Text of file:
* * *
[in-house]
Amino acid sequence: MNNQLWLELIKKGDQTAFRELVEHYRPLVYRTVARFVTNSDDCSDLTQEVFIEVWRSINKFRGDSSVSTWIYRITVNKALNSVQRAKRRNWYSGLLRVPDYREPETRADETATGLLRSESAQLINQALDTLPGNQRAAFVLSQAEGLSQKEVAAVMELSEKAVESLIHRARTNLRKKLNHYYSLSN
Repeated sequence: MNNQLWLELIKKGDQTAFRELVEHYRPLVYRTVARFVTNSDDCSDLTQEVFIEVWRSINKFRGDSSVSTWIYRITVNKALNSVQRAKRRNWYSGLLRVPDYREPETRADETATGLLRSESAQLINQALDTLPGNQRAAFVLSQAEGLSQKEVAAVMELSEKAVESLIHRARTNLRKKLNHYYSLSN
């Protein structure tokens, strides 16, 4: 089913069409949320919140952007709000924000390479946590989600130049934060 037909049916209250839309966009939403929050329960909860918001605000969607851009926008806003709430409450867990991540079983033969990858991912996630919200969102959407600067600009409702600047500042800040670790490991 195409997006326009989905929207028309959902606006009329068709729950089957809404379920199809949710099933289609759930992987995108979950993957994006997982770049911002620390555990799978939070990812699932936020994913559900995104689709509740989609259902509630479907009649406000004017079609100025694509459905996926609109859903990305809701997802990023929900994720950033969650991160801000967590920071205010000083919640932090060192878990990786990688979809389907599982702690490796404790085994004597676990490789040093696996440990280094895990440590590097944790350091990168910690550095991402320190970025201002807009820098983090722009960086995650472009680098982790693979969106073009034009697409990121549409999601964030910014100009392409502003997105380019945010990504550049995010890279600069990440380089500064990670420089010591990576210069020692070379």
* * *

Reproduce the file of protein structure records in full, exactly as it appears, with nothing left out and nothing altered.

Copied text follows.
[in-house]
Amino acid sequence: MNNQLWLELIKKGDQTAFRELVEHYRPLVYRTVARFVTNSDDCSDLTQEVFIEVWRSINKFRGDSSVSTWIYRITVNKALNSVQRAKRRNWYSGLLRVPDYREPETRADETATGLLRSESAQLINQALDTLPGNQRAAFVLSQAEGLSQKEVAAVMELSEKAVESLIHRARTNLRKKLNHYYSLSN
Repeated sequence: MNNQLWLELIKKGDQTAFRELVEHYRPLVYRTVARFVTNSDDCSDLTQEVFIEVWRSINKFRGDSSVSTWIYRITVNKALNSVQRAKRRNWYSGLLRVPDYREPETRADETATGLLRSESAQLINQALDTLPGNQRAAFVLSQAEGLSQKEVAAVMELSEKAVESLIHRARTNLRKKLNHYYSLSN
């Protein structure tokens, strides 16, 4: 089913069409949320919140952007709000924000390479946590989600130049934060 037909049916209250839309966009939403929050329960909860918001605000969607851009926008806003709430409450867990991540079983033969990858991912996630919200969102959407600067600009409702600047500042800040670790490991 195409997006326009989905929207028309959902606006009329068709729950089957809404379920199809949710099933289609759930992987995108979950993957994006997982770049911002620390555990799978939070990812699932936020994913559900995104689709509740989609259902509630479907009649406000004017079609100025694509459905996926609109859903990305809701997802990023929900994720950033969650991160801000967590920071205010000083919640932090060192878990990786990688979809389907599982702690490796404790085994004597676990490789040093696996440990280094895990440590590097944790350091990168910690550095991402320190970025201002807009820098983090722009960086995650472009680098982790693979969106073009034009697409990121549409999601964030910014100009392409502003997105380019945010990504550049995010890279600069990440380089500064990670420089010591990576210069020692070379």